It didn’t help that I had three profoundly drunk girls behind me in the lineup. They were drinking beer in clear sight of the bouncer (generally a good way to be refused entrance), and they were talking loudly, stumbling around and colliding with other people in line (like me). However, they were doing all of this in German, and so they got in without any trouble. I had been aware that appearing to be a foreigner / tourist is usually a strike against you at the door, but I didn’t realize that appearing German actually got you so much leniency. I would’ve presumed that no messily drunk person gets into Berghain, regardless of language or ethnicity.

4h00-5h00: Damián Schwartz live

I got up to Pano just as Dinky was finishing her set, so I only heard her final track. It sounded like it had been a good set, but I wasn’t too bummed, since I’ve seen her spin numerous times before. By the time I had gotten a drink, Damien Schwartz had started his live set.

Schwartz’s live set sounded pretty good, but it wasn’t really a proper live set. I could see from where I was that he mostly had complete tracks loaded into Ableton Live, and then he had a few “DJ Tool”-type loops (simple bass kicks, etc) that he used to suture them together. It made for good music, but it sounded like a really short vinyl set, rather than a live set. I imagine I’d feel a bit cheated if I was a promoter, since the idea behind live sets is that they only last 1 hour: they take a lot of work to prepare from scratch, and they require a lot of intense concentration during performance. I’ve become more and more sensitive to this issue with live sets ever since Fantômette pointed it out to me a few weeks ago.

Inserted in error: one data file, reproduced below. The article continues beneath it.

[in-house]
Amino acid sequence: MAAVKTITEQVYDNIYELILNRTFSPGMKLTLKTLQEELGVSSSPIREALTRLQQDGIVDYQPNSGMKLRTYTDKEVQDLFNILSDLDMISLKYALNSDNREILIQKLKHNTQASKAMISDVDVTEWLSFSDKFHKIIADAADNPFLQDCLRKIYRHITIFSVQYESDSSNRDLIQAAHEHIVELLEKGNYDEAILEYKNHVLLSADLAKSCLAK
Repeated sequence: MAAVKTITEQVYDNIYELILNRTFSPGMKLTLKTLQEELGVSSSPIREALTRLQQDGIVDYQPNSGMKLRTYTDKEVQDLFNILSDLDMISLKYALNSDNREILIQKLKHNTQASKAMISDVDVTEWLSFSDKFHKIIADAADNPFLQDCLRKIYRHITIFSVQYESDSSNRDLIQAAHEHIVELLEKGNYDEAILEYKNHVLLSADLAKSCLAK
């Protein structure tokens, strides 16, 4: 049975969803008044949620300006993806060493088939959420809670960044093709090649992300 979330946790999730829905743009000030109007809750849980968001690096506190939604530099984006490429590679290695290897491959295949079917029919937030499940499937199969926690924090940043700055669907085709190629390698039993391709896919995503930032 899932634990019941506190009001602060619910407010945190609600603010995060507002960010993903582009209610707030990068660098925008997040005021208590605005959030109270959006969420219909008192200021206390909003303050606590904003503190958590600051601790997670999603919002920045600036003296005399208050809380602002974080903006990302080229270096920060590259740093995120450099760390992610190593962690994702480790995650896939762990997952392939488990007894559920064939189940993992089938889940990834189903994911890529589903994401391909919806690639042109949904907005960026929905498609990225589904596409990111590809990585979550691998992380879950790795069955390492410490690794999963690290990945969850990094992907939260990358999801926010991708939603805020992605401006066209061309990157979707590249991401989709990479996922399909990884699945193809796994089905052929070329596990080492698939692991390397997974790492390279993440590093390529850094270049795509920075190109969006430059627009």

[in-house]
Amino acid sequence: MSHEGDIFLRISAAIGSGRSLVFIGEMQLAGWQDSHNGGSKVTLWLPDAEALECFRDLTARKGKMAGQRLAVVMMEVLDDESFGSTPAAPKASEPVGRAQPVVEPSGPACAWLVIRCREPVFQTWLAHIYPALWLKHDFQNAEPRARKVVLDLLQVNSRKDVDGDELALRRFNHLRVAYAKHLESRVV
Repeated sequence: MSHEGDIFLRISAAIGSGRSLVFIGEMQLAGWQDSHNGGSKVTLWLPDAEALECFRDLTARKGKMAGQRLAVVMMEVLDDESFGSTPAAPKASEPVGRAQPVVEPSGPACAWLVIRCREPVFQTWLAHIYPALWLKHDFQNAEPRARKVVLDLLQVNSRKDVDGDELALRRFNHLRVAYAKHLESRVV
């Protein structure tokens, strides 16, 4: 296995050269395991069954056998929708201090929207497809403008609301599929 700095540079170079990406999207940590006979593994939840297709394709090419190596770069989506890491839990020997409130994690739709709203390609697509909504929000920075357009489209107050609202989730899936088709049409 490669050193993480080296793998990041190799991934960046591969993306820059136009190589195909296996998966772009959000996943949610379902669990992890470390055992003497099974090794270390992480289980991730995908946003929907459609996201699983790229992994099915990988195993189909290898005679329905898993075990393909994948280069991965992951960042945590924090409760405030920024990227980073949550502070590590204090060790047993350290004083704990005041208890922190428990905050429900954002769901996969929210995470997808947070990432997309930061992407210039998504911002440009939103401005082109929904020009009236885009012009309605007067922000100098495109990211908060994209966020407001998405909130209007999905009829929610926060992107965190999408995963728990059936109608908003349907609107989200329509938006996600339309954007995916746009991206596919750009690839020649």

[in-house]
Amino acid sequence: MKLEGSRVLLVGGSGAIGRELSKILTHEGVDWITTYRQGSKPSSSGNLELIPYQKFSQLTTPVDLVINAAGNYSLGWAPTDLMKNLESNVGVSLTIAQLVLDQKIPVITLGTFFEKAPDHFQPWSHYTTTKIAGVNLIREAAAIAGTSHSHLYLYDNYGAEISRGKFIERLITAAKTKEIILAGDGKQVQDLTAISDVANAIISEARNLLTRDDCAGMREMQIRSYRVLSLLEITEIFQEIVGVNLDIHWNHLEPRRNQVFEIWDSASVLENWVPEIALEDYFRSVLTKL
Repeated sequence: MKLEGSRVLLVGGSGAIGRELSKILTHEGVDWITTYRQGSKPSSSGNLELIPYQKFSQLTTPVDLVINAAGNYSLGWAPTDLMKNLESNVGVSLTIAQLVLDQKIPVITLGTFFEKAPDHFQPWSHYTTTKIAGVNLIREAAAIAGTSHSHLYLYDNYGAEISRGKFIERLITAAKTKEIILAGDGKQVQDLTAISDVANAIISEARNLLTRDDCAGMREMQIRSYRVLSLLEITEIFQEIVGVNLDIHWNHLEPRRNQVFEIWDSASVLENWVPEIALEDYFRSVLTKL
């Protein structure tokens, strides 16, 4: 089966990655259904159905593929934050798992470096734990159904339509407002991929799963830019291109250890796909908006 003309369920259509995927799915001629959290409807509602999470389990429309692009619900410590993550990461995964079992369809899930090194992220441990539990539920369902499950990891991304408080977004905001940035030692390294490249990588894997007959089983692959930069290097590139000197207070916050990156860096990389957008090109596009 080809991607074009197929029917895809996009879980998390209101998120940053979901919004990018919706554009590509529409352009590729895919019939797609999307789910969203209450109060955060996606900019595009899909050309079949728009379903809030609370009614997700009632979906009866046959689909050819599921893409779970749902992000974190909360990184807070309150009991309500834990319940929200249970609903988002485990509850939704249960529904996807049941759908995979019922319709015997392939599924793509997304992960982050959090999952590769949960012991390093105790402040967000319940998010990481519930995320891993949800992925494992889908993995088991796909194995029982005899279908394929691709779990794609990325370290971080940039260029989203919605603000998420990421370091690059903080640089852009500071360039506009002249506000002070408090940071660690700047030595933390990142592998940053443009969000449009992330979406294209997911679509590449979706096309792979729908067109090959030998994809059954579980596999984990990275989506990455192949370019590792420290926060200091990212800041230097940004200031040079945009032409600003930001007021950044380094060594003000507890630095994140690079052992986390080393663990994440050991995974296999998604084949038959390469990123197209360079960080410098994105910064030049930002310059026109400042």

Near the end of the set, my two Frenchy friends from London (let’s call them Bob and Donna) arrived. They had been at Watergate to see M.A.N.D.Y. and Craig Richards and others, but they said that the sets had been crap, so they came to join me over here. Yay! They’re always fun to have around.

The bathrooms upstairs were still under construction, so everyone was forced to use the bathrooms on the Berghain floor, which tends to be rather “rich” in gay men having sex in the bathroom stalls. Good times, good times.

5h00-9h00: Matthew Styles

Overall a very good set. He leaned heavily on tracks that had more active, mobile, rhythmically complex bass lines (especially bass kicks that are pitched and occur on more than just the 4 main beats of every bar), which is totally what I like about the “Berlin minimal” sound. The set started really, really well, but it sort of flattened out in the latter 2 hours; there wasn’t as much of a shape to the set and I felt like he had gone through his best tracks at the beginning.